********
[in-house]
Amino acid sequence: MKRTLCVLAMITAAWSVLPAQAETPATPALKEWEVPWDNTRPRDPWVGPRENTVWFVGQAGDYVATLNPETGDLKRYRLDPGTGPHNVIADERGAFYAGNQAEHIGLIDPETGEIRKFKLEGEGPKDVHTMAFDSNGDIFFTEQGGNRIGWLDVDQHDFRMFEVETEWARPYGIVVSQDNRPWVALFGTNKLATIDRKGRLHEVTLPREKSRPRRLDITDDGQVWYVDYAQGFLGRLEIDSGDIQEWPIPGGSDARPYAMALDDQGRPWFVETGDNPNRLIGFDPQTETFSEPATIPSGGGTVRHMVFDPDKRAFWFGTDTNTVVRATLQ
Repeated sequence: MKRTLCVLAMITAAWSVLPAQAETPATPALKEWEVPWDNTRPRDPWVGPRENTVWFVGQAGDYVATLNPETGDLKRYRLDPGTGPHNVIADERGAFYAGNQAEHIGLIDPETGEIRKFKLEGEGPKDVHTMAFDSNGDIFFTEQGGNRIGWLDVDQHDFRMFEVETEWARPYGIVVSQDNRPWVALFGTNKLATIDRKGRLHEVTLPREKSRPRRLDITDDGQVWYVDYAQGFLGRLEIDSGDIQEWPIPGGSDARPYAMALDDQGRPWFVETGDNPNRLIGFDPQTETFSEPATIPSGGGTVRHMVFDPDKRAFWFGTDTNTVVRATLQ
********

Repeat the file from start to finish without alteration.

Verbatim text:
[in-house]
Amino acid sequence: MKRTLCVLAMITAAWSVLPAQAETPATPALKEWEVPWDNTRPRDPWVGPRENTVWFVGQAGDYVATLNPETGDLKRYRLDPGTGPHNVIADERGAFYAGNQAEHIGLIDPETGEIRKFKLEGEGPKDVHTMAFDSNGDIFFTEQGGNRIGWLDVDQHDFRMFEVETEWARPYGIVVSQDNRPWVALFGTNKLATIDRKGRLHEVTLPREKSRPRRLDITDDGQVWYVDYAQGFLGRLEIDSGDIQEWPIPGGSDARPYAMALDDQGRPWFVETGDNPNRLIGFDPQTETFSEPATIPSGGGTVRHMVFDPDKRAFWFGTDTNTVVRATLQ
Repeated sequence: MKRTLCVLAMITAAWSVLPAQAETPATPALKEWEVPWDNTRPRDPWVGPRENTVWFVGQAGDYVATLNPETGDLKRYRLDPGTGPHNVIADERGAFYAGNQAEHIGLIDPETGEIRKFKLEGEGPKDVHTMAFDSNGDIFFTEQGGNRIGWLDVDQHDFRMFEVETEWARPYGIVVSQDNRPWVALFGTNKLATIDRKGRLHEVTLPREKSRPRRLDITDDGQVWYVDYAQGFLGRLEIDSGDIQEWPIPGGSDARPYAMALDDQGRPWFVETGDNPNRLIGFDPQTETFSEPATIPSGGGTVRHMVFDPDKRAFWFGTDTNTVVRATLQ